• The president is addressing the audience now.

  • His focus seems to be the economy, but the question on a lot of people's minds is

  • will he address climate change?

  • As expected, most of the speech was spent touting hisAmerica Firstagenda.

  • But then there was this momentwhen Trump called out climate activists for theirpessimism.”

  • To embrace the possibilities of tomorrow, we must reject the perennial prophets of doom

  • and their predictions of the apocalypse.

  • They are the heirs of yesterday's foolish fortune tellers.

  • The president's use of the word apocalypse likely alluded to the WEF panel

  • 'Averting a Climate Apocalypse.'

  • Greta Thunberg delivered its opening remarks.

  • I said I wanted you to panic.

  • I've been warned that telling people to panic about the climate crisis is a very dangerous

  • thing to do, but don't worry.

  • It's fine.

  • Trust me, I've done this before, and I can assure you it doesn't lead to anything.

  • Two different views from two very different people.

  • So how is the World Economic Forum dealing with these contrasting views on its stage?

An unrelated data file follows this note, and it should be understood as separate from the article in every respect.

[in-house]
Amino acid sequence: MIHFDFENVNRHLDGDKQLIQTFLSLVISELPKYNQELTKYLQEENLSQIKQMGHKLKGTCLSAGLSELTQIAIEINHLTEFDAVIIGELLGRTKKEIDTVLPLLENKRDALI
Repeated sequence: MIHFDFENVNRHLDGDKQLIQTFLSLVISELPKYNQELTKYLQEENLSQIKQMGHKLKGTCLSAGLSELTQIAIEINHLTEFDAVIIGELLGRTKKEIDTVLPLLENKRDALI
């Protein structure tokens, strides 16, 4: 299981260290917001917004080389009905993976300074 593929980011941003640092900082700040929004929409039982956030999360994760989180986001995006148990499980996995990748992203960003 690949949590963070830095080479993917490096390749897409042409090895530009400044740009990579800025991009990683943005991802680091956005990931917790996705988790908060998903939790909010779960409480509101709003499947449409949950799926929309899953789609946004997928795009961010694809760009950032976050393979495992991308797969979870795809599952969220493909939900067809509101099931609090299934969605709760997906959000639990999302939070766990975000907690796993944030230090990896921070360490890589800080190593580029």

• I spoke with Emily Farnworth, who directs climate change initiatives at WEF.

  • This is the beauty of the forum.

  • It's about having these different perspectives coming together and being able to have a platform

  • where you can talk about all of the issues.

  • Obviously Greta is representing a huge and growing community of people, predominantly

  • young people who are realizing that climate change is having a huge impact on the world.

  • Davos is known for a lot of talk around the big issuesbut as Greta quipped in her

  • remarks, not a lot of action.

  • We don't expect anything from the world leaders.

  • Emily says the organization is aligning its initiatives with its theme.

  • It's 100% renewable power that we use at the venue.

  • We're looking at more plant-based foods and electric vehicles for our public figures.

  • From plastic-free beverages and LED lighting to paint from seaweed and carpets from used

  • fishing nets, the nods toward sustainability are here at the event.

  • Though of course the elephant in the room is the carbon emitting air travel attendees